“The Nigerian Government does not have many cultural qualities and is confusing culture with politics” – L S Senghor in West Africa Magazine, June 1976
“Senghor is a black Frenchman who attacks the progressive government of Nigeria when his masters in Paris are busy signing an agreement to provide South Africa with an atomic bomb” – Editorial in Times International (Lagos), July 1976
This exchange roughly captures the respective sentiments of the Senegalese elite and Murtala Mohammed’s people – and indeed the geopolitical stakes of FESTAC ’77, the 2nd World Black and African Festival of Arts and Culture, held in Lagos in January-February 1977. It is generally described as the Francophone-Anglophone split.
But of course, it is more complex – the split actually began in the early 20th between WEB duBois and Blaise Diagne, but that’s another story. It took postcolonial form during the Panafrican Festival of Algiers in 1969, where countries who had said “No!” to France (namely Algeria and Guinea) devoted all their power and creativity to take down Senghor and his negritude. By June 1976 Senegal had withdrawn from FESTAC and tried (and failed) to organise a parallel festival – France refused to back the move (Nigeria had oil and they wanted some of it). The bitterness is still felt in Dakar today.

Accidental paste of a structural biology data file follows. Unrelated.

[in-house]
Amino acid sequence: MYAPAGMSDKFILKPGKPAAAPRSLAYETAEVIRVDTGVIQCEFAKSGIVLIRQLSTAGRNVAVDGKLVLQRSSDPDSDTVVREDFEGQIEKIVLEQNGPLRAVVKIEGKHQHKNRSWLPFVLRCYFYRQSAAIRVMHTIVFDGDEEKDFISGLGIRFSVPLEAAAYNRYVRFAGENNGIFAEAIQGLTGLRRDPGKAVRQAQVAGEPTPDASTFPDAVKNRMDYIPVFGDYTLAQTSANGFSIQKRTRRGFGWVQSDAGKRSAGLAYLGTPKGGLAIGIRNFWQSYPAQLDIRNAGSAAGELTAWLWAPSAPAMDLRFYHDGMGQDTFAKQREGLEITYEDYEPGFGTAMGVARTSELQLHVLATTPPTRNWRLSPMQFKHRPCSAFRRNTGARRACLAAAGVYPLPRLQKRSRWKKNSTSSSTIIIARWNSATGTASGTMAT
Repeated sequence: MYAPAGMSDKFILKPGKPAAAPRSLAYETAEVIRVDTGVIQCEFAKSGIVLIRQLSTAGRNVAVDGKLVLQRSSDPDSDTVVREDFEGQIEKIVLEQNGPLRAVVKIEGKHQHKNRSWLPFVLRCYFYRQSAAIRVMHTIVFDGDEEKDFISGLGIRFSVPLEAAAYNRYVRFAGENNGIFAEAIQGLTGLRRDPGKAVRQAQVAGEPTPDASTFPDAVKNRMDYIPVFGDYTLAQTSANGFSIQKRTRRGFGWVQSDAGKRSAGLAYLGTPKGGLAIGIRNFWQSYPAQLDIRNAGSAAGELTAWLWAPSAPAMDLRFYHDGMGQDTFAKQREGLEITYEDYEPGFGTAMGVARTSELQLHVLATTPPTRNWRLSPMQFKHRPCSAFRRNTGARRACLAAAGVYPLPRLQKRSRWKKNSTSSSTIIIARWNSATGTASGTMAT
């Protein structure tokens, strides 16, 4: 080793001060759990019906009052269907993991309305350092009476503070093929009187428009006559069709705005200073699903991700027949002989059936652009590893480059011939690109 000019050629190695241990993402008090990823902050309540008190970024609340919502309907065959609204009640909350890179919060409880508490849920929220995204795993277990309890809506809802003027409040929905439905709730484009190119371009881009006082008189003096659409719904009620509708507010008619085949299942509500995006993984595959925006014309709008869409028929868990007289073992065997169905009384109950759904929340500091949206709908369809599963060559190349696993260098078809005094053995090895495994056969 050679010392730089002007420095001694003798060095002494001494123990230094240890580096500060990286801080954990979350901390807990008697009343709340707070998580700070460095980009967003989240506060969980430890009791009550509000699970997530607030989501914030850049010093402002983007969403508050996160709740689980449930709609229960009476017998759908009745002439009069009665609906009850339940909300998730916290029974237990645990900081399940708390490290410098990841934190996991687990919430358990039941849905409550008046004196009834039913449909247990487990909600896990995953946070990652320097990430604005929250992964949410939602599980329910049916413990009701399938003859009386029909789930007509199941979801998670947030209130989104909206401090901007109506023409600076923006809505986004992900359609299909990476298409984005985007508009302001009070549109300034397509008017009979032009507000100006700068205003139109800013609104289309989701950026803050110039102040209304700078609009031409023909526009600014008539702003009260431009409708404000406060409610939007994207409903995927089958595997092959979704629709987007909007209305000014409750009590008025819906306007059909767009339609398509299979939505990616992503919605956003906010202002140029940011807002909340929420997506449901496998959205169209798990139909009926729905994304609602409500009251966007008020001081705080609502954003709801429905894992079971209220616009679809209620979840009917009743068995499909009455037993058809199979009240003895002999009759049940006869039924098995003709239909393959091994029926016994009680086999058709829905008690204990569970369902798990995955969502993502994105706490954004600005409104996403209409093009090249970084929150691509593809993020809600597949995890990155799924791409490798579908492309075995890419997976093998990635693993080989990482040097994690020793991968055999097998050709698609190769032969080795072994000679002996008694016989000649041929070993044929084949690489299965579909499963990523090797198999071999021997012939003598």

After New York in October 2019, and in the spirit of the trans-continentalism (aka Black World) of the event, we return to Dakar to celebrate the release of Chimurenga’s new publication on FESTAC ’77 – in collaboration with RAW Material Company. Many of the Senegalese protagonists in this debate (friends and foes of Senghor) will be present – we invite them to sit down and smoke the peace pipe, and eventually to party together.
In conversation: Dialo Diop, Massamba Mbaye, Hadja Maïmouna Niang, Ousmane Sène, with Ibrahima Wane.
Followed by a DJ set of the musical archive of FESTAC ’77 by Ntone Edjabe and the legendary Dread Amala
If you are in Dakar, please join us – we begin at 5pm.
(Pics courtesy of Le Soleil, Dakar)